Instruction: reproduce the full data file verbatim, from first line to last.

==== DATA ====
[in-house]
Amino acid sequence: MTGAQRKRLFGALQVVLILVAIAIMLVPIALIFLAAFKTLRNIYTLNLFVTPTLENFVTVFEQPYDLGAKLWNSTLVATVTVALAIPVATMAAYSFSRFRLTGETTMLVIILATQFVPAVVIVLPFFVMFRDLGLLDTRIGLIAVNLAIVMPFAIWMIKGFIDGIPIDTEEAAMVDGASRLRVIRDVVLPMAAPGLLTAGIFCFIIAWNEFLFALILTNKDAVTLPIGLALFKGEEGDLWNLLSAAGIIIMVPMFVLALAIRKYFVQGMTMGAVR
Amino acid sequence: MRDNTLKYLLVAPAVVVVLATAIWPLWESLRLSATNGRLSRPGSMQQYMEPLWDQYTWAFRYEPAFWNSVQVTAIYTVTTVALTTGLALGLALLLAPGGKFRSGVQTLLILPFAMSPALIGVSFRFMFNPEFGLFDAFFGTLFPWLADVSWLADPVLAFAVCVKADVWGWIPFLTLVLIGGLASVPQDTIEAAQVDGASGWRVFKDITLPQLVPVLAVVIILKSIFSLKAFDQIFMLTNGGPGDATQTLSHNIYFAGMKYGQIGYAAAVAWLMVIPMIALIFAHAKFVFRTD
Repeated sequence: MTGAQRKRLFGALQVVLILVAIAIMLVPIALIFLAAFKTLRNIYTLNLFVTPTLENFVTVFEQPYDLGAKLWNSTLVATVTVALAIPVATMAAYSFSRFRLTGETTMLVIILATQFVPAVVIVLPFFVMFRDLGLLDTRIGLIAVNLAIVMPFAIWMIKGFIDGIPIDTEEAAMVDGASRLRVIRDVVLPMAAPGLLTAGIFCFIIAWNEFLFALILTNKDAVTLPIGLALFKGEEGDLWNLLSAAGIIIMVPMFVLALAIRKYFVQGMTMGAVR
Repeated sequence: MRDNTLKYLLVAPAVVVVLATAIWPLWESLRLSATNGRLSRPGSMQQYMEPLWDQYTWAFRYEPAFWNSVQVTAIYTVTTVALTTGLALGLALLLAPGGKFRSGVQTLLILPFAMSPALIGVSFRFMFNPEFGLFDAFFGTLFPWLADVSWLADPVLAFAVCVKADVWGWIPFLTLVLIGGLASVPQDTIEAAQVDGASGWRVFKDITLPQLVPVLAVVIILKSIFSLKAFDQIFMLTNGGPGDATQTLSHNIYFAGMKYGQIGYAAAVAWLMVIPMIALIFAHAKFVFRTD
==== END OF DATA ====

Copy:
[in-house]
Amino acid sequence: MTGAQRKRLFGALQVVLILVAIAIMLVPIALIFLAAFKTLRNIYTLNLFVTPTLENFVTVFEQPYDLGAKLWNSTLVATVTVALAIPVATMAAYSFSRFRLTGETTMLVIILATQFVPAVVIVLPFFVMFRDLGLLDTRIGLIAVNLAIVMPFAIWMIKGFIDGIPIDTEEAAMVDGASRLRVIRDVVLPMAAPGLLTAGIFCFIIAWNEFLFALILTNKDAVTLPIGLALFKGEEGDLWNLLSAAGIIIMVPMFVLALAIRKYFVQGMTMGAVR
Amino acid sequence: MRDNTLKYLLVAPAVVVVLATAIWPLWESLRLSATNGRLSRPGSMQQYMEPLWDQYTWAFRYEPAFWNSVQVTAIYTVTTVALTTGLALGLALLLAPGGKFRSGVQTLLILPFAMSPALIGVSFRFMFNPEFGLFDAFFGTLFPWLADVSWLADPVLAFAVCVKADVWGWIPFLTLVLIGGLASVPQDTIEAAQVDGASGWRVFKDITLPQLVPVLAVVIILKSIFSLKAFDQIFMLTNGGPGDATQTLSHNIYFAGMKYGQIGYAAAVAWLMVIPMIALIFAHAKFVFRTD
Repeated sequence: MTGAQRKRLFGALQVVLILVAIAIMLVPIALIFLAAFKTLRNIYTLNLFVTPTLENFVTVFEQPYDLGAKLWNSTLVATVTVALAIPVATMAAYSFSRFRLTGETTMLVIILATQFVPAVVIVLPFFVMFRDLGLLDTRIGLIAVNLAIVMPFAIWMIKGFIDGIPIDTEEAAMVDGASRLRVIRDVVLPMAAPGLLTAGIFCFIIAWNEFLFALILTNKDAVTLPIGLALFKGEEGDLWNLLSAAGIIIMVPMFVLALAIRKYFVQGMTMGAVR
Repeated sequence: MRDNTLKYLLVAPAVVVVLATAIWPLWESLRLSATNGRLSRPGSMQQYMEPLWDQYTWAFRYEPAFWNSVQVTAIYTVTTVALTTGLALGLALLLAPGGKFRSGVQTLLILPFAMSPALIGVSFRFMFNPEFGLFDAFFGTLFPWLADVSWLADPVLAFAVCVKADVWGWIPFLTLVLIGGLASVPQDTIEAAQVDGASGWRVFKDITLPQLVPVLAVVIILKSIFSLKAFDQIFMLTNGGPGDATQTLSHNIYFAGMKYGQIGYAAAVAWLMVIPMIALIFAHAKFVFRTD